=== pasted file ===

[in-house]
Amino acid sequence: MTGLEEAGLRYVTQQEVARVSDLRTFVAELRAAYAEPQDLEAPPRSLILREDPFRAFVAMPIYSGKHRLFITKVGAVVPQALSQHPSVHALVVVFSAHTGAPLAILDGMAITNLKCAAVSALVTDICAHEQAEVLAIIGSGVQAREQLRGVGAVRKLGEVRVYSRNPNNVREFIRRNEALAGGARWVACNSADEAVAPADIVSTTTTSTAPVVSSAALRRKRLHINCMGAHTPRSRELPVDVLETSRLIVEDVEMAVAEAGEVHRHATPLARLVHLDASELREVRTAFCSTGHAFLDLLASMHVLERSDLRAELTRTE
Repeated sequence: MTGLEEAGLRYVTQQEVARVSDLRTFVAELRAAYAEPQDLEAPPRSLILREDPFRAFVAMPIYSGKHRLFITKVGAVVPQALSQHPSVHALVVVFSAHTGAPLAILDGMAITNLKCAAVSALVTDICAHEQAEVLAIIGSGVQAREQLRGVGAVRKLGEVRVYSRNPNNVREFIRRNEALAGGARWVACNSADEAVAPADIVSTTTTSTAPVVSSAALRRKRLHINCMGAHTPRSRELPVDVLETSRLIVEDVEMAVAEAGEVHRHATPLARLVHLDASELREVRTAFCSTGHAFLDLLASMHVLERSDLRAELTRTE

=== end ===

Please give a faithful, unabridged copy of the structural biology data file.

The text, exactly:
[in-house]
Amino acid sequence: MTGLEEAGLRYVTQQEVARVSDLRTFVAELRAAYAEPQDLEAPPRSLILREDPFRAFVAMPIYSGKHRLFITKVGAVVPQALSQHPSVHALVVVFSAHTGAPLAILDGMAITNLKCAAVSALVTDICAHEQAEVLAIIGSGVQAREQLRGVGAVRKLGEVRVYSRNPNNVREFIRRNEALAGGARWVACNSADEAVAPADIVSTTTTSTAPVVSSAALRRKRLHINCMGAHTPRSRELPVDVLETSRLIVEDVEMAVAEAGEVHRHATPLARLVHLDASELREVRTAFCSTGHAFLDLLASMHVLERSDLRAELTRTE
Repeated sequence: MTGLEEAGLRYVTQQEVARVSDLRTFVAELRAAYAEPQDLEAPPRSLILREDPFRAFVAMPIYSGKHRLFITKVGAVVPQALSQHPSVHALVVVFSAHTGAPLAILDGMAITNLKCAAVSALVTDICAHEQAEVLAIIGSGVQAREQLRGVGAVRKLGEVRVYSRNPNNVREFIRRNEALAGGARWVACNSADEAVAPADIVSTTTTSTAPVVSSAALRRKRLHINCMGAHTPRSRELPVDVLETSRLIVEDVEMAVAEAGEVHRHATPLARLVHLDASELREVRTAFCSTGHAFLDLLASMHVLERSDLRAELTRTE